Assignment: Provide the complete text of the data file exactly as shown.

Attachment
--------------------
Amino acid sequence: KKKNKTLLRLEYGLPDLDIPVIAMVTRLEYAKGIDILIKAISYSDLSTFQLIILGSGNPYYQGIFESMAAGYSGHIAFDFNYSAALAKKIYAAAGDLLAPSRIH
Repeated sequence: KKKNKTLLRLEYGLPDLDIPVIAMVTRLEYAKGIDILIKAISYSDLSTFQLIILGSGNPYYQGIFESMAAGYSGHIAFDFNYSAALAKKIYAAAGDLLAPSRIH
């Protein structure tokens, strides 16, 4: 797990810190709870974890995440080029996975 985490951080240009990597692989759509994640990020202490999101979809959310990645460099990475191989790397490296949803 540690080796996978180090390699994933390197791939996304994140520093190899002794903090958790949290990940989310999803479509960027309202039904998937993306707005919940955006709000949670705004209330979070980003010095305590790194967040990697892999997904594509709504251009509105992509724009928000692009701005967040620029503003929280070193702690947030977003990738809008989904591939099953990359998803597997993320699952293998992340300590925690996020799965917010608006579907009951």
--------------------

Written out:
Amino acid sequence: KKKNKTLLRLEYGLPDLDIPVIAMVTRLEYAKGIDILIKAISYSDLSTFQLIILGSGNPYYQGIFESMAAGYSGHIAFDFNYSAALAKKIYAAAGDLLAPSRIH
Repeated sequence: KKKNKTLLRLEYGLPDLDIPVIAMVTRLEYAKGIDILIKAISYSDLSTFQLIILGSGNPYYQGIFESMAAGYSGHIAFDFNYSAALAKKIYAAAGDLLAPSRIH
């Protein structure tokens, strides 16, 4: 797990810190709870974890995440080029996975 985490951080240009990597692989759509994640990020202490999101979809959310990645460099990475191989790397490296949803 540690080796996978180090390699994933390197791939996304994140520093190899002794903090958790949290990940989310999803479509960027309202039904998937993306707005919940955006709000949670705004209330979070980003010095305590790194967040990697892999997904594509709504251009509105992509724009928000692009701005967040620029503003929280070193702690947030977003990738809008989904591939099953990359998803597997993320699952293998992340300590925690996020799965917010608006579907009951």